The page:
In the city of Drakopolis, dragons and humans have co-existed for centuries. Dragons burn the city’s garbage, taxi its busy citizens from place to place, and even compete in vicious underground battles for ganglike kins.
But the dragons also compete in legal sports, like the spectacular aerial races that draw in cheering crowds by the tens of thousands.
Abel is at just such a race when he witnesses the unthinkable. A long-shot competitor pulls off an impossible win — then flies into a destructive rage! Someone in the city is experimenting on dragons: hacking their DNA, rebuilding their bodies, and breaking their minds. Who could be driving the dragons berserk?
Abel must find out who’s behind the experiments and put a stop to them, and to do so he’ll infiltrate the kins’ underground street races on a long-shot dragon of his own. But with his sister working for a kin, his brother serving the city’s secret police, and a bully at school racing for Abel’s worst enemies, will Abel find any safety past the finish line?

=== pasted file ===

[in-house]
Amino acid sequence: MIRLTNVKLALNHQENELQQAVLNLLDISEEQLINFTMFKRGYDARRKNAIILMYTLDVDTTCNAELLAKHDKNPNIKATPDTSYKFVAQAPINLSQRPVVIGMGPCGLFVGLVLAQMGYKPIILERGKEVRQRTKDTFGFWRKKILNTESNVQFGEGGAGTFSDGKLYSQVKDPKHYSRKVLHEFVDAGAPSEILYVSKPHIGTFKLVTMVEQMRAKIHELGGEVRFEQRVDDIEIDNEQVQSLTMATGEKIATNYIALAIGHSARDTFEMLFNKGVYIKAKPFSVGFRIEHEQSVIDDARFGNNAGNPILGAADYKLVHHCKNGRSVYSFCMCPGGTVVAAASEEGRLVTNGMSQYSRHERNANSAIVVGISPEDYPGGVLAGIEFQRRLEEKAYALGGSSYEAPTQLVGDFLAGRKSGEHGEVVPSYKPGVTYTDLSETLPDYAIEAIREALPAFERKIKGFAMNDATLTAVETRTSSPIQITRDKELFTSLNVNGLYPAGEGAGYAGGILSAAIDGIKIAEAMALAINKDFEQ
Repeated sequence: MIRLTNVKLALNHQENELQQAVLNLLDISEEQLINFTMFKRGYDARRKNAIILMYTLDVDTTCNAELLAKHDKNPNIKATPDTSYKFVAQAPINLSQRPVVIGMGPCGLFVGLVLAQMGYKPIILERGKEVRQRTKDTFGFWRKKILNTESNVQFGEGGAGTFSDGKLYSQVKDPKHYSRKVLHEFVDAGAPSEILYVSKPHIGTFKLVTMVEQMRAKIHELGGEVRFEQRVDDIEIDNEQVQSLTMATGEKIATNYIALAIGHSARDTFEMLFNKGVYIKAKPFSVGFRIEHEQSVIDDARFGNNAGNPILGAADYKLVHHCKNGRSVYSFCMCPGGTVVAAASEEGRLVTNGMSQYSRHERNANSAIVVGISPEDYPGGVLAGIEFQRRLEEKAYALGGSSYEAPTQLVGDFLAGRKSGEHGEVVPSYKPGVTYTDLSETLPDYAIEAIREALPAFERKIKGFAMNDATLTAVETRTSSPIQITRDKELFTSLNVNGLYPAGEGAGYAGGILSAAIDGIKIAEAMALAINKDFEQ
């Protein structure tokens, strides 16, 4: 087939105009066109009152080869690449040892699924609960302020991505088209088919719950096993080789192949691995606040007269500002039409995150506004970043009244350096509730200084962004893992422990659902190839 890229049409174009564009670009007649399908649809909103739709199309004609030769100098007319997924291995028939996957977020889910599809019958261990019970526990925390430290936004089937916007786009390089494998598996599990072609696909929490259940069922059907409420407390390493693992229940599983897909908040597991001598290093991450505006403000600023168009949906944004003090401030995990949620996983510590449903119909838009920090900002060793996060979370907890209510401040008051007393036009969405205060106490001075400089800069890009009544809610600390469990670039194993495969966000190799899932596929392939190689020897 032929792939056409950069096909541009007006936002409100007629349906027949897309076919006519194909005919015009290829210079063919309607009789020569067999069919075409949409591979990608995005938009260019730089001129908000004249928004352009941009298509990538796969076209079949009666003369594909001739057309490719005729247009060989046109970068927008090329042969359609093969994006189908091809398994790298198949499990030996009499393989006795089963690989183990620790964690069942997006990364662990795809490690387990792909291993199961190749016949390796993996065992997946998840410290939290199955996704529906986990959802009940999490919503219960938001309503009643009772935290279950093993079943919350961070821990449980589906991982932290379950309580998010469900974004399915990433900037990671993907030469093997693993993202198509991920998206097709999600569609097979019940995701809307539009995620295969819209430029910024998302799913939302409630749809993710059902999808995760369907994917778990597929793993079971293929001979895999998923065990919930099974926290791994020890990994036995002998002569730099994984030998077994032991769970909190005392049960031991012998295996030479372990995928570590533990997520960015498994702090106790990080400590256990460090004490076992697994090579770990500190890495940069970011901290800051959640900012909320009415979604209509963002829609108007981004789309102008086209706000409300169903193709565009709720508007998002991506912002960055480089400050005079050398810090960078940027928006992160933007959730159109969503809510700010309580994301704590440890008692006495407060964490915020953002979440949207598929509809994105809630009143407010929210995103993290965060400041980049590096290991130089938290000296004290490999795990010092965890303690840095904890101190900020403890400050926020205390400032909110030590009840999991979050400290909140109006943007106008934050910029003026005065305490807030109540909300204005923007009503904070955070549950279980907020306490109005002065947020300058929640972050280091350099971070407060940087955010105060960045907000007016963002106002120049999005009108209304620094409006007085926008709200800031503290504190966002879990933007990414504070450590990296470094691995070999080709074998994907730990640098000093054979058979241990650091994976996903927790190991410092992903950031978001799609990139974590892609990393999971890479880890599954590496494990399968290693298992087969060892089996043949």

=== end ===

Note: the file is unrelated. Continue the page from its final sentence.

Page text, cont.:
Moonflower by Kacen Callender (September 6th)
Moon has been plunged into a swill of uncertainty and confusion. They travel to the spirit realms every night, hoping never to return to the world of the living.
But when the realm is threatened, it’s up to Moon to save the spirit world, which sparks their own healing journey through the powerful, baffling, landscape that depression can cause.
From this novel’s very first utterance, author Kacen Callender puts us behind Moon’s eyes so that we, too, are engulfed by Moon’s troubling exploration through mental illness.